• - Simply the easiest web creation program I have ever used. With its simple WYSIWYG design and use of themes you can have websites up in minutes. Many programers and designers have created plug-ins as well as themes. If you are going to create a website on a Mac, you have a few choices, but this by far is my choice. (
  • - Here is a tool that has no counterpart that i know of on the PC. Let's say Safari is your broswer of choice, but occasionally you need to use Caminio, Firefox or even Omniweb. While you are using that browser you don't have access to your regular bookmarks. What's a boy to do? Use Bookdog. This program will sync your bookmarks across all of your browsers, and now does it across user profiles. Even better, it sorts your bookmarks and even verifies they still work!
  • - The best music management software on Mac or PC. If you haven't heard of iTunes, then you have been living under a rock for the past few years. If you own an iPod you use iTunes. If you use iTunes, you may want an iPod. If you are buying music on-line, you are probably using iTunes and probably want an iPod. What Apple was shooting for? -
  • If you have bought a Mac in the past 10 years, you have iPhoto. The most recent version was just released and is part of iLife. If you have used photo catalog software on a PC, you are in for a treat. Only Picasa 2.0 comes close to iPhoto, and it isn't a close 2nd. -
  • - When you use this program you will think Apple thought it up; and they should have. iTunes can play videos and store them in its database, but doesn't do it increadibly well. iVideo on the other hand plays all videos and does do it very well. I think it should be closer to $14.95, but who's going to argue over $5. -
  • - They call it an application launcher, but this program has more secrets than the Nixon administration. The author created the software, but it's up to the community to figure out how it works. There is little this program can't do and launching programs is on the simple end. Basically, it was designed to talk to just about every database on your Mac: photos, music, videos, addresses, files, folders and so much more. Quickly becoming one of the most talked about applications in Mac "Geekdom" -
  • - While Apple computers are easy touse, they aren't "As Seen on TV" simple "Set It & Forget It" appliances. They are extremely sophisticated computers that do require some software maintenance. That being said, it isn't difficult and there are a host of free programs out there that do the jobs quite nicely. Any of them will work but this one sits in your menu and requires only that you click and choose the maintenance action you want to run: daily, weekly, monthly. It will do lots of little things for you that will keep your Mac running efficiently. -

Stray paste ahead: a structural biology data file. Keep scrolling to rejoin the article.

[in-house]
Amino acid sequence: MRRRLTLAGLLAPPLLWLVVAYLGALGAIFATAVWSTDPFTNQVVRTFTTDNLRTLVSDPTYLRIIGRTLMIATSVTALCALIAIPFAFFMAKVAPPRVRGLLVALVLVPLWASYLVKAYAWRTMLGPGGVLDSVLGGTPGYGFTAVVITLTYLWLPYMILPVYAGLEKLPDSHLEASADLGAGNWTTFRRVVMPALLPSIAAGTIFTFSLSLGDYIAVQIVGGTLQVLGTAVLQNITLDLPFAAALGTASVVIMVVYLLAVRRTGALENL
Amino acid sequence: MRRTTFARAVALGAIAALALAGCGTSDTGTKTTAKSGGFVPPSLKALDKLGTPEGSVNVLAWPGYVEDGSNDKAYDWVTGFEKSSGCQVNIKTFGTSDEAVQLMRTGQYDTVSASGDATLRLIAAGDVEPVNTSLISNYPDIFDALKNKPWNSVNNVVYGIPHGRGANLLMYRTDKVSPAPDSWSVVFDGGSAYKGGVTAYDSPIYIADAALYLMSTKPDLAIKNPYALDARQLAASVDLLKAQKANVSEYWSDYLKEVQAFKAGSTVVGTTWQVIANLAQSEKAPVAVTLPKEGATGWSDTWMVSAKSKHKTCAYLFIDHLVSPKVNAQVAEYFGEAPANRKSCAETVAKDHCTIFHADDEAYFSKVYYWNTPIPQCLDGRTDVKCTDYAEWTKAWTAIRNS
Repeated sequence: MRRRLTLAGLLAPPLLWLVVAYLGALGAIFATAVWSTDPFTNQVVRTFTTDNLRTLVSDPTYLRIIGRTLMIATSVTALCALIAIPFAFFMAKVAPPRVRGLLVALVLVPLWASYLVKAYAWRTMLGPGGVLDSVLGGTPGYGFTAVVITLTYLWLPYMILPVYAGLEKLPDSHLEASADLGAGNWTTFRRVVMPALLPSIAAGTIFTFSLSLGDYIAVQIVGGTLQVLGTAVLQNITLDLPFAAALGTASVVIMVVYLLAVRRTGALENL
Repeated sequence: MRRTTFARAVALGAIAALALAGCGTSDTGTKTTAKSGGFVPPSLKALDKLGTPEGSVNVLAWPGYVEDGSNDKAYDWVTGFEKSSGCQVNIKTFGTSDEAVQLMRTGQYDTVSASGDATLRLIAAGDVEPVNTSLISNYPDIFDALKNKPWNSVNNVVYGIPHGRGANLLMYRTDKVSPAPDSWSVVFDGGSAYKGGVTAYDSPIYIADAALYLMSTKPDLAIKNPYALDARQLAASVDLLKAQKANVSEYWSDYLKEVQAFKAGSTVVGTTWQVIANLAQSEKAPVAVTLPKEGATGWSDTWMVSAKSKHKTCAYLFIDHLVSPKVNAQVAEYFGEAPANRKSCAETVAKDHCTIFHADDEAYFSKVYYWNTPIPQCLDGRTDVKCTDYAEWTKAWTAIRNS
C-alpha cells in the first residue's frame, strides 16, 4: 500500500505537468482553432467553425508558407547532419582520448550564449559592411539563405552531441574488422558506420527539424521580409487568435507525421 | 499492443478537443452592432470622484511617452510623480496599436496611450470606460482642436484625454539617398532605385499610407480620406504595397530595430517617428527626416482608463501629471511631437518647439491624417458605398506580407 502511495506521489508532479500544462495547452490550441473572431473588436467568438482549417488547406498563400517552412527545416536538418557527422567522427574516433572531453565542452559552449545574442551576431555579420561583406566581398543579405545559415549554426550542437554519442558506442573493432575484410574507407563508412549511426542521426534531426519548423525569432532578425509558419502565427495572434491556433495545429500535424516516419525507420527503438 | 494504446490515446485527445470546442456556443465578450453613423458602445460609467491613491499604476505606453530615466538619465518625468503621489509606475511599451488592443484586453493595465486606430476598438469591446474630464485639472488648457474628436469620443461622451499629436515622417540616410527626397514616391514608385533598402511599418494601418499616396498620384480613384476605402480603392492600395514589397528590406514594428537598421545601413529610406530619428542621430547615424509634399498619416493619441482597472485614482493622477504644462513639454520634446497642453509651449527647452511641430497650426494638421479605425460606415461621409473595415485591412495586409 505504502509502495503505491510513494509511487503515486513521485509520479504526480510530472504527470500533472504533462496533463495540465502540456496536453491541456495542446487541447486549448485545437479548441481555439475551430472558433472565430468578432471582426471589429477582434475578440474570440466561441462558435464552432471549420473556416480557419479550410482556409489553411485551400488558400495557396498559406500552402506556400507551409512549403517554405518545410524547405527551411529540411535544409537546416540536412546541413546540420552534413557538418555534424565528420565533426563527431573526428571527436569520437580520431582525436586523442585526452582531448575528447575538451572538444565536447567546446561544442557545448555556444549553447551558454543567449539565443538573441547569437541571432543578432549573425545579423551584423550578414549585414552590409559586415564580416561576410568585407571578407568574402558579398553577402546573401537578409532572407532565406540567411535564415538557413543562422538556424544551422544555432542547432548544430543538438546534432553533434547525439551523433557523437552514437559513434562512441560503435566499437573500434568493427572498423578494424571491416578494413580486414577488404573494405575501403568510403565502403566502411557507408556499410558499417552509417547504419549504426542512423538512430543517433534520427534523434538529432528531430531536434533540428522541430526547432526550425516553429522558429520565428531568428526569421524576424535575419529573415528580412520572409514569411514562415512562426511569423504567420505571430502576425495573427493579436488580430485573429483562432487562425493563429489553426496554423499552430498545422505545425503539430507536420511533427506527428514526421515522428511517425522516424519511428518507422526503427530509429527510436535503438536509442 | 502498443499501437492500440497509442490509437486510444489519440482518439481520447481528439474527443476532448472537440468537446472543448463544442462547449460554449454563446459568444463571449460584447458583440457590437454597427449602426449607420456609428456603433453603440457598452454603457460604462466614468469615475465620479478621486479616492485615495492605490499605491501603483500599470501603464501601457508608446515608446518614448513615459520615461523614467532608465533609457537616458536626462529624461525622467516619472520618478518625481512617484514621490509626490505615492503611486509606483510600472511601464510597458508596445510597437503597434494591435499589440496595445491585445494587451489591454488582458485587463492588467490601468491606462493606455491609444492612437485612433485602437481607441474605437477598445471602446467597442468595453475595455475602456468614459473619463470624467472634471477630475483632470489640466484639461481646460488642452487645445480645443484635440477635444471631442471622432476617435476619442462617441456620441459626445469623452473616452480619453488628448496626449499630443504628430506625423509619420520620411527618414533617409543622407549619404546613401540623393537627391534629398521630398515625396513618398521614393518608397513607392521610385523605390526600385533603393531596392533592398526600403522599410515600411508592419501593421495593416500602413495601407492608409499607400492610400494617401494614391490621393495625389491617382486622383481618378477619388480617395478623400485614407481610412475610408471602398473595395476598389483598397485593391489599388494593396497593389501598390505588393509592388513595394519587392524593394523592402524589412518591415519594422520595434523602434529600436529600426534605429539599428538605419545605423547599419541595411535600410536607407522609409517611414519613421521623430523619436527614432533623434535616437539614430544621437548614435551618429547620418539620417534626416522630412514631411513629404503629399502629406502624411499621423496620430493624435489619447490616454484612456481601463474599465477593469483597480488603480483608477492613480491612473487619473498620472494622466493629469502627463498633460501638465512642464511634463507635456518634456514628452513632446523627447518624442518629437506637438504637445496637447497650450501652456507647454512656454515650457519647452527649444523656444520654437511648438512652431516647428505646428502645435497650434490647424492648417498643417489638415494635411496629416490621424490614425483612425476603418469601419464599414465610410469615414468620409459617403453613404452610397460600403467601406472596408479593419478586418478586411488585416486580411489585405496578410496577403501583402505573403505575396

• - This program serves to useful purposes. 1) keeps track of your website logons and passwords, auto entering if you prefer 2) keeps track of all kinds of other data like credit cards, bank accounts, frequent flyer numbers and just about anything else. - (
  • - If you are looking for a great and simple way to manage your recipe collection, then this is a great way to go. Using the iLife look and feel, you can enter your recipes, pull them off of the internet and even go full screen in the kitchen to make reading the recipes easier. (
  • - A great program for the student or the professional. By mimicking a notebook in every way, as well as giving you the ability to index that notebook on the fly, this program becomes an indispensable note-taking tool. (
  • - Apple's answer to a productivity suite. Over the past few years Apple has been upgrading it and making the suite better and better. The original apps were Pages and Keynote. Pages has been a work in progress, but Keynote has been a stellar presentation program since day one rivaling PowerPoint. In the programs latest iteration, they have updated both and added a spreadsheet application. If you get this suite, you probably won't need Office which costs $300 more. - (

Flickr Vs. Picasa

I'm testing out two different photo sharing services. I've used both and recently started using Flickr again; but thought I would take a look at Picasa Web again and have been pleasently suprised. The sites do the exact same thing, but no surprise Google has done a great job with Picasa;

although as with all Google sites it does lack a certain "splash" quality; but the same is true of Flickr.